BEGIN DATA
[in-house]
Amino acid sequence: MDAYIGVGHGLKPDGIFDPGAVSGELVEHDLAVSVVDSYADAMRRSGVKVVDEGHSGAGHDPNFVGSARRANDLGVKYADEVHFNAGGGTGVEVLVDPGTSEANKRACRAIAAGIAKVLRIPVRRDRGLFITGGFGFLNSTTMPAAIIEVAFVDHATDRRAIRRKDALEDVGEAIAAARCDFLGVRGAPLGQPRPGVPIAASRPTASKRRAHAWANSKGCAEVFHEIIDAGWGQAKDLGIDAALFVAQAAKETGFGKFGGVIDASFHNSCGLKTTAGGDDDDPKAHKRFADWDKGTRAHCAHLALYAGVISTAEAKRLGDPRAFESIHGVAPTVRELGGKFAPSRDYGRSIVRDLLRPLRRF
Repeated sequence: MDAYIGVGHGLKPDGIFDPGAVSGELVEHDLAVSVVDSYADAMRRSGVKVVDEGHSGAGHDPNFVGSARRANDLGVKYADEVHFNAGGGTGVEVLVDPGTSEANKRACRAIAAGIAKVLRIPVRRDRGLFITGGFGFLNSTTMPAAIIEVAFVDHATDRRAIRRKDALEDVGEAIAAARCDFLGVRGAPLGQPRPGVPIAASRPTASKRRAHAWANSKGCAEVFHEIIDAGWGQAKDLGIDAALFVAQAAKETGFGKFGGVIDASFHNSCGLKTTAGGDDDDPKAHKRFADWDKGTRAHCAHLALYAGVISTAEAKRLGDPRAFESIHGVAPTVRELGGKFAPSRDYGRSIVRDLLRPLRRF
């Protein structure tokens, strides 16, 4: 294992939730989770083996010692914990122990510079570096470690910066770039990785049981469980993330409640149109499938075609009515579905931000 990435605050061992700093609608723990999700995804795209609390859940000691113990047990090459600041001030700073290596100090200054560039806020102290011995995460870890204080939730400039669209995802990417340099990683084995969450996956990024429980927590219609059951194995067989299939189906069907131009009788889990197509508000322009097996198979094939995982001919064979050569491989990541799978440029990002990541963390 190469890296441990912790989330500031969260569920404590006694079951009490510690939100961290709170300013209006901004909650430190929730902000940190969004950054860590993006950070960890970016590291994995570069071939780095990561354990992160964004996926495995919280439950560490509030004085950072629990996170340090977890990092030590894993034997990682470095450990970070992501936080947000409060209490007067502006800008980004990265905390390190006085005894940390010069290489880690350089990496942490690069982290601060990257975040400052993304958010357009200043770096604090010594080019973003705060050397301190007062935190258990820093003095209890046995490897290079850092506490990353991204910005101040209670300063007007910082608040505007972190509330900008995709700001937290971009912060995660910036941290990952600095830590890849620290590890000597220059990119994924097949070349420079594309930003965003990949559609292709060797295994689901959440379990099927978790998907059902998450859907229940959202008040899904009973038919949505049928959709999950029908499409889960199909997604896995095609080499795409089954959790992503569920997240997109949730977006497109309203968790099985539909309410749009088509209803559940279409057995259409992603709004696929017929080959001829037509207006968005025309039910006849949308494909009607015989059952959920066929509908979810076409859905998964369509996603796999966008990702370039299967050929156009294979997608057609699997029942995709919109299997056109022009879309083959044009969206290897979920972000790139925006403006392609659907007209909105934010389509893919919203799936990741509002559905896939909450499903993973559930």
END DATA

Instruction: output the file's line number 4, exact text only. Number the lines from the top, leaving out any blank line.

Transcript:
């Protein structure tokens, strides 16, 4: 294992939730989770083996010692914990122990510079570096470690910066770039990785049981469980993330409640149109499938075609009515579905931000 990435605050061992700093609608723990999700995804795209609390859940000691113990047990090459600041001030700073290596100090200054560039806020102290011995995460870890204080939730400039669209995802990417340099990683084995969450996956990024429980927590219609059951194995067989299939189906069907131009009788889990197509508000322009097996198979094939995982001919064979050569491989990541799978440029990002990541963390 190469890296441990912790989330500031969260569920404590006694079951009490510690939100961290709170300013209006901004909650430190929730902000940190969004950054860590993006950070960890970016590291994995570069071939780095990561354990992160964004996926495995919280439950560490509030004085950072629990996170340090977890990092030590894993034997990682470095450990970070992501936080947000409060209490007067502006800008980004990265905390390190006085005894940390010069290489880690350089990496942490690069982290601060990257975040400052993304958010357009200043770096604090010594080019973003705060050397301190007062935190258990820093003095209890046995490897290079850092506490990353991204910005101040209670300063007007910082608040505007972190509330900008995709700001937290971009912060995660910036941290990952600095830590890849620290590890000597220059990119994924097949070349420079594309930003965003990949559609292709060797295994689901959440379990099927978790998907059902998450859907229940959202008040899904009973038919949505049928959709999950029908499409889960199909997604896995095609080499795409089954959790992503569920997240997109949730977006497109309203968790099985539909309410749009088509209803559940279409057995259409992603709004696929017929080959001829037509207006968005025309039910006849949308494909009607015989059952959920066929509908979810076409859905998964369509996603796999966008990702370039299967050929156009294979997608057609699997029942995709919109299997056109022009879309083959044009969206290897979920972000790139925006403006392609659907007209909105934010389509893919919203799936990741509002559905896939909450499903993973559930």